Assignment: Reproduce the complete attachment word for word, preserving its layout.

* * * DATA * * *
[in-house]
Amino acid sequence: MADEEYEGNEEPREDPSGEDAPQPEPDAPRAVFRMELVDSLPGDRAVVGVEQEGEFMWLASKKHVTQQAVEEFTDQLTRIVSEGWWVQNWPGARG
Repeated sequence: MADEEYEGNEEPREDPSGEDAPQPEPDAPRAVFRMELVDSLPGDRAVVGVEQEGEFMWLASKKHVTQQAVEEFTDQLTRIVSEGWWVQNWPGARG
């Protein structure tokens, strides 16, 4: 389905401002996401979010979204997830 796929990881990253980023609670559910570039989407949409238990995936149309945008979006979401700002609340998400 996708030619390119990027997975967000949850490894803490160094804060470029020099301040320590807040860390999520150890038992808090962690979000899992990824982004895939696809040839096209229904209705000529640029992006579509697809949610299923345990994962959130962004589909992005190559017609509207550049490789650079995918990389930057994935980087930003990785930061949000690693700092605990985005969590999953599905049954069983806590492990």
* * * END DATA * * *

[in-house]
Amino acid sequence: MADEEYEGNEEPREDPSGEDAPQPEPDAPRAVFRMELVDSLPGDRAVVGVEQEGEFMWLASKKHVTQQAVEEFTDQLTRIVSEGWWVQNWPGARG
Repeated sequence: MADEEYEGNEEPREDPSGEDAPQPEPDAPRAVFRMELVDSLPGDRAVVGVEQEGEFMWLASKKHVTQQAVEEFTDQLTRIVSEGWWVQNWPGARG
């Protein structure tokens, strides 16, 4: 389905401002996401979010979204997830 796929990881990253980023609670559910570039989407949409238990995936149309945008979006979401700002609340998400 996708030619390119990027997975967000949850490894803490160094804060470029020099301040320590807040860390999520150890038992808090962690979000899992990824982004895939696809040839096209229904209705000529640029992006579509697809949610299923345990994962959130962004589909992005190559017609509207550049490789650079995918990389930057994935980087930003990785930061949000690693700092605990985005969590999953599905049954069983806590492990």